There are a huge variety of possible skin lesions. Moles and cysts are some of the most common. Many people are untroubled by them. Others prefer to have them removed, particularly if they cause skin irritation.
Cysts are closed sacs that produce firm swellings beneath the skin. Cysts may become infected and require treatment with anti-biotics. They may also enlarge and become quite uncomfortable over time.
Moles are growths on the skin that range in colour from tan, brown and black. These can appear anywhere on the body, although they are more prevalent in sun-exposed areas. Most moles appear in early childhood and during the first 30 years of a person’s life, then as we age, moles usually change slowly, becoming raised and/or changing colour and sometimes become hairy. Some moles may not change at all, while others may slowly disappear over time. Most moles and cysts are harmless & benign (non-cancerous) Sunlight may cause an increased number of moles or cause pre-cancerous changes due to ultraviolet A and B radiation.
Skin lesions exhibiting any of the following changes should be examined by a Doctor immediately:
- Rapid changes in colour, size or shape.
- Itching or Bleeding
- Change in sensation & discomfort
The Mole & Cyst Removal Procedure
Moles, cysts, skin tags and other similar lesions are frequently removed by surgical incision. The procedure is as follows:
First the area around the unwanted mole, cyst, skin tag or lesion is thoroughly cleansed and made clinically sterile before a local anaesthetic injection is administered in the region. In some cases sedation can be needed. This depends upon the precise nature of the treatment and the size, location and number of moles, cysts, skin tags or lesions that are to be removed.
When the area is totally numb, the skin abnormality will be excised gently using the appropriate surgical or electro-cautery instrument. Sutures may be required depending upon the depth of the lesion. A sterile dressing is then applied and patients will be able to return home as soon as they feel ready.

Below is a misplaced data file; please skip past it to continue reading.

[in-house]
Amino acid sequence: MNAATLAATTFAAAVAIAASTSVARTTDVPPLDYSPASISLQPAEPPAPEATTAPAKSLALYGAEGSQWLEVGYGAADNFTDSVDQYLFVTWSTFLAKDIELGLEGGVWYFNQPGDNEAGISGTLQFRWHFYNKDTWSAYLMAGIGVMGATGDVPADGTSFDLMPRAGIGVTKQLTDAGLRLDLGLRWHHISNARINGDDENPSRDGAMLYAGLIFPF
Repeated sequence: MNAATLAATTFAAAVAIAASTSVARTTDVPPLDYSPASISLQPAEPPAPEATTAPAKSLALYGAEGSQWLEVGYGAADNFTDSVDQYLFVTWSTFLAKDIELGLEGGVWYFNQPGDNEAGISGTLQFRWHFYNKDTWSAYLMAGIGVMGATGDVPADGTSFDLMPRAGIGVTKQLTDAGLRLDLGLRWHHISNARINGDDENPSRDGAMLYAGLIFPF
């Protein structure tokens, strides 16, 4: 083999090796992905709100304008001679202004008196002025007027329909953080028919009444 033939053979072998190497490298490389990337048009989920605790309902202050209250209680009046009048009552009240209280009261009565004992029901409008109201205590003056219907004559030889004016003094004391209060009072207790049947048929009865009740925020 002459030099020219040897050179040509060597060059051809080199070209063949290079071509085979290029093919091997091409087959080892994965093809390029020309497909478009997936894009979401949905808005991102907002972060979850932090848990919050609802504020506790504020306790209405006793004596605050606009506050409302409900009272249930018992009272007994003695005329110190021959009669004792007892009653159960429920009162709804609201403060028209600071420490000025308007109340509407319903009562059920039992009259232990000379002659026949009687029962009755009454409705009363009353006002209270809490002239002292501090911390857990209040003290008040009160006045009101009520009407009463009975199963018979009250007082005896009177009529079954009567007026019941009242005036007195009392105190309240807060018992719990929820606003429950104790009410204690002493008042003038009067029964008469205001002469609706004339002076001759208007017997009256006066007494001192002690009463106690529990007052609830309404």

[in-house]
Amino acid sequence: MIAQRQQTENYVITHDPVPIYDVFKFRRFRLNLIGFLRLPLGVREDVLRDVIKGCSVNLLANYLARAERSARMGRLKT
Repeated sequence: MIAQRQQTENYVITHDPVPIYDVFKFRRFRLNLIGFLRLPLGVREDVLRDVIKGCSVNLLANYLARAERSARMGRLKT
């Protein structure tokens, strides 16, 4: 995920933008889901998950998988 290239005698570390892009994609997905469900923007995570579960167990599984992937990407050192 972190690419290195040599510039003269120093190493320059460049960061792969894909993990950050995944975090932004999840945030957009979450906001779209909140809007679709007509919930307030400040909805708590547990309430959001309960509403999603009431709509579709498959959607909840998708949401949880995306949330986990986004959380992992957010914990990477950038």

Every attempt will be made to minimise any scarring that can occur from the operation. The procedure itself typically takes between 20 to 40 minutes depending upon the size of the lesion and its location on the body. The procedure is painless, since local anaesthetic is being employed.
If any concerns about the nature of the mole, cyst, skin tag or other lesion should arise, then it will be sent to the laboratory for histological examination.
Following the Removal Procedure
It is rare that there is any pain either either during or following the procedure. The skin will normally heal very quickly, however some initial redness or swelling may be noticed immediately following the procedure.
A scar will usually be left following the operation. Its size and how noticeable it is depends upon the precise nature of the operation and the patient’s skin type. It is also quite normal for a scab to develop and this will normally heal within one or two weeks. The region around the site of the operation can also be somewhat inflamed, but this will usually disappear within a few weeks.
What else should be considered?
It should be realised that most moles and skin lesions are benign. However, if Mr Rezai has any concerns regarding any particular skin abnormality, he will recommend for the lesion to be sent for histology or mole test to check that there is nothing suspicious requiring further investigation. Patients may also request this and we will arrange this on their behalf to put their mind at rest.
Patient’s GP will be kept informed throughout.
Risks & Complications
Many thousands of mole removal treatments are successfully undertaken each year with no significant problems or complications. At your consultation, Mr Rezai will explain the risks associated with each procedure. With the exception of a resulting slightly raised or depressed surface where the excised skin abnormality previously existed, complications are very rare.